Soaring copper prices have led to a rash of wire thefts from industrial yards and isolated oilpatch sites.
“Right now it’s a very lucrative business,” said Sylvan Lake RCMP Const. Gordon Marshall.
“As the price of copper goes up, there’s more incentive for people to try to steal it.”
Throughout Central Alberta, copper wire thefts are reported to police weekly.
“Every news bulletin we get we’re getting copper wire theft,” said Marshall.
Sometimes thieves will take just a few metres of wire.
Other times, hundreds of meters, or whole rolls will be stolen. Copper is worth almost $4 a pound on the market, although scrap yards pay less.
Brazen thieves are even snipping copper grounding wires from oilfield equipment, creating the risk of shocks or even explosions.
Marshall, who has some oilfield experience, said a huge amount of static builds up in equipment such as separators or compressor stations and grounding wires prevent sparking.
If a worker was to start operating equipment unaware it is no longer grounded “you’re looking at some serious endangering of life,” he said.
That’s prompted police to treat wire stealing in some cases as more than theft. In a recent case in the Eckville area a man was charged with mischief endangering life, which is punishable by up to life in prison, because of the danger posed by stealing grounding wire. The case is still before the courts.
It’s a difficult crime for police to investigate because the target sites are often in remote locations and the thefts may not be noticed for days, Marshall said.
Police have put out the word for people to be on the lookout for suspicious wire sellers.
Cpl. Shawn Boutin, who is with RCMP’s general investigation section for southern Alberta out of Calgary, said copper wire thefts have been rising with the prices. In 2006, 20 wire thefts were reported in Alberta. By 2010, that number had jumped to 220 and in 2011 there were 180 thefts. 2012 statistics were not available.
“There’s huge money involved,” said Boutin.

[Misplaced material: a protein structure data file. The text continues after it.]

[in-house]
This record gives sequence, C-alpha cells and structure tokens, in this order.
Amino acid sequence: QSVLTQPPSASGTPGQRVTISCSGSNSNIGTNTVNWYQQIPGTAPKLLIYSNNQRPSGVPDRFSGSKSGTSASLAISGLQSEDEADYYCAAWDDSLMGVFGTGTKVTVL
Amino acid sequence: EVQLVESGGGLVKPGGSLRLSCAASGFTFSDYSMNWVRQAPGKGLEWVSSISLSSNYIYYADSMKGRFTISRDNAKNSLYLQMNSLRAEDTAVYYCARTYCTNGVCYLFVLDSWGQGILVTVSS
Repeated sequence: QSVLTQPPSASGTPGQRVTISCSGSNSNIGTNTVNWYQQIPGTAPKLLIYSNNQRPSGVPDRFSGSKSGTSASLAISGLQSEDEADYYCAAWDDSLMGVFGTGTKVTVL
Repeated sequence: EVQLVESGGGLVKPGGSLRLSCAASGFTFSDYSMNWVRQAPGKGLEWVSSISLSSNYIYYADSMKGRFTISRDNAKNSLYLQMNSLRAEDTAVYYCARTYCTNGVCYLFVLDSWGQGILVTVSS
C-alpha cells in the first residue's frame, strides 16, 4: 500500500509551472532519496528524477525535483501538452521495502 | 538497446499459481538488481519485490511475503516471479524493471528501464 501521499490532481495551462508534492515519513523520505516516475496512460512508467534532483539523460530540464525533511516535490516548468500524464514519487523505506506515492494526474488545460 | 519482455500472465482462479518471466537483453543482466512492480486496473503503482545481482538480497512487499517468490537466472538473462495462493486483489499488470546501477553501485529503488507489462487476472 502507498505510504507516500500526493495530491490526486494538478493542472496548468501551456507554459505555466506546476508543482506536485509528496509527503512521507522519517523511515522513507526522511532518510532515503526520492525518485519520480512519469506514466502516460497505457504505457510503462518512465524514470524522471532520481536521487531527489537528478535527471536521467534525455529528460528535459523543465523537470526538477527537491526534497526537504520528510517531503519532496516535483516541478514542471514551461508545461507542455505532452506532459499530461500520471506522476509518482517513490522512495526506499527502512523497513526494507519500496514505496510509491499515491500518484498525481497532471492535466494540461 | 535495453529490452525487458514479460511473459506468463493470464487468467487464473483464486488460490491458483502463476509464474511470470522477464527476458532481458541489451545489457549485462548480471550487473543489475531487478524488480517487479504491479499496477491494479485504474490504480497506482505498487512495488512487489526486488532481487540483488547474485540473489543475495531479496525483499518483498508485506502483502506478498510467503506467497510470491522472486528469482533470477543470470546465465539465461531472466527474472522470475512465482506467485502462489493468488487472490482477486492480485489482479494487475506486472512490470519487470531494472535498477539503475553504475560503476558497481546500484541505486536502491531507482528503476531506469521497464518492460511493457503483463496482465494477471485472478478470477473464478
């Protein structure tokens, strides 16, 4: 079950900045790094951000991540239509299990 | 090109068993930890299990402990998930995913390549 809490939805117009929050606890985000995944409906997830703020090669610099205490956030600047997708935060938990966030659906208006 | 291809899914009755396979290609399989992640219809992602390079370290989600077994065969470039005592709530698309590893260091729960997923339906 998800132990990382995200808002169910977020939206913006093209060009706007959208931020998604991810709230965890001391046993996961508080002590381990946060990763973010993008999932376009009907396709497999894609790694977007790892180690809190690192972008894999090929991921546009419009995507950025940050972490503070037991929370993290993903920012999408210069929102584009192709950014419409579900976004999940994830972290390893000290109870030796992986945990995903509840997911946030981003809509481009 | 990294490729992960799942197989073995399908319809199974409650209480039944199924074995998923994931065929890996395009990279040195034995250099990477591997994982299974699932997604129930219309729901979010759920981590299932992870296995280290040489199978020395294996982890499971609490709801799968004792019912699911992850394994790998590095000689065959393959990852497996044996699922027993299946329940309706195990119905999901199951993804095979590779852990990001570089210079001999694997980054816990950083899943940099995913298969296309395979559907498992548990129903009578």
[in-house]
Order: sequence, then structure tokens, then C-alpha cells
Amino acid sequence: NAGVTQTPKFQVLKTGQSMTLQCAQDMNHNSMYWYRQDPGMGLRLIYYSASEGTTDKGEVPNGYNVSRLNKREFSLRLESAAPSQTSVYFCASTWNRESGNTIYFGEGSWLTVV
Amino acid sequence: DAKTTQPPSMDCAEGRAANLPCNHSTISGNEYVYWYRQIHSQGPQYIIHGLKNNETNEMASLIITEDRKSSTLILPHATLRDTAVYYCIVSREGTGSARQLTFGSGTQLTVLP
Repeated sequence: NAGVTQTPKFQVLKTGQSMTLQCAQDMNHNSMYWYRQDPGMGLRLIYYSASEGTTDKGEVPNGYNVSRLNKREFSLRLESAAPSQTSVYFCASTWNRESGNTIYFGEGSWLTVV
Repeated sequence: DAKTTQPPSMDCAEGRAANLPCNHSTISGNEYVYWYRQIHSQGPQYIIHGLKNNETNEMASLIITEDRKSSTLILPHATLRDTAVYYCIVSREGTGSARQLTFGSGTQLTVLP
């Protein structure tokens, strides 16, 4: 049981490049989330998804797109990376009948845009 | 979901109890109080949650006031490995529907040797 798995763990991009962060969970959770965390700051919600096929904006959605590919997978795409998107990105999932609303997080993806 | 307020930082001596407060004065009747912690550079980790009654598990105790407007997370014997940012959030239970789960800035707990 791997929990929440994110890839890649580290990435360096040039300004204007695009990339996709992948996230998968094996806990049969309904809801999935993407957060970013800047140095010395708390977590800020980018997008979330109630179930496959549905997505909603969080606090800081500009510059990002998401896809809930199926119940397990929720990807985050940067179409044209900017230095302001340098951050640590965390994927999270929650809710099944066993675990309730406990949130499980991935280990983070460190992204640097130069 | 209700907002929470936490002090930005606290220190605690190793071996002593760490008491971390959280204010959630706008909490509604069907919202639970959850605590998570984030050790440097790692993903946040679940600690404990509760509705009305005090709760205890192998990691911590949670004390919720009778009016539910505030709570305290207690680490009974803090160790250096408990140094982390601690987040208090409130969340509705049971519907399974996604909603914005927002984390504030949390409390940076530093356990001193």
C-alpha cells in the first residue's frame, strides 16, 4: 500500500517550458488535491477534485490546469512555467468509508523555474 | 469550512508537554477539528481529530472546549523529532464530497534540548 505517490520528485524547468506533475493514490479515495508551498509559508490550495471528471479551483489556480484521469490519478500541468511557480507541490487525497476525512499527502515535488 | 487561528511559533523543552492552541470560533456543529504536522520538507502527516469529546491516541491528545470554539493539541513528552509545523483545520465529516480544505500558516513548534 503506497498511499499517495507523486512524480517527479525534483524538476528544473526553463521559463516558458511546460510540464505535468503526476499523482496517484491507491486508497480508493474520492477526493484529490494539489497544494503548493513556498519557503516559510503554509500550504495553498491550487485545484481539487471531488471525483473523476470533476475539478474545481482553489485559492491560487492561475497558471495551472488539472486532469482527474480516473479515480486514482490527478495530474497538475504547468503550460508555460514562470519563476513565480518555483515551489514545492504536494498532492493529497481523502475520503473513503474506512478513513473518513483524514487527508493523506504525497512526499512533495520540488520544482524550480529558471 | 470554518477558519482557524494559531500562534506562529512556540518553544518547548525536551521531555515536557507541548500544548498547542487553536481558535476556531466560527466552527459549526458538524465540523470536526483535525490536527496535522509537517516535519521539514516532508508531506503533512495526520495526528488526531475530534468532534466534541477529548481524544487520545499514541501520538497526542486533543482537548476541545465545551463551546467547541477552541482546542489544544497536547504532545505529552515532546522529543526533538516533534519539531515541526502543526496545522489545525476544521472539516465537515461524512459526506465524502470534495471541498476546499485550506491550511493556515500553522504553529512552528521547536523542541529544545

Red Deer detachment has routinely topped the list for reported wire thefts in recent years.
Boutin said a working group was formed involving RCMP, Edmonton and Calgary police forces and industry players, such as AltaLink, Telus and Epcor among others.
Police are building profiles of offenders, many of whom are connected to the drug trade and looking for quick cash. Repeat culprits are also tagged through a priority prolific offender program.
Other work involves identifying emerging trends and sharing that information with other police agencies, whose officers are given advice on what to look for.
For companies that have been hit, or are potential targets, police are offering tips on improving their security.
A Calgary Crown prosecutor has been assigned to deal with copper thefts. Among the strategies being pursued is to use the Environmental Protection Act to charge thieves who are illegally burning the insulation off cable to get at the wire inside.
“A lot of times what they’re doing is stealing copper wire from these remote sites and they are going to abandoned farms where no one’s going to bug them and they take their time and burn this stuff off,” he said.
“When they’ve got enough of a truckload then they bring it to these salvage yards.”
Only about 10 per cent of copper wire sold for salvage is stolen, he said.
But police welcome legislation that has been proposed requiring scrap dealers to collect information from sellers and report large or suspicious sales to law enforcement agencies.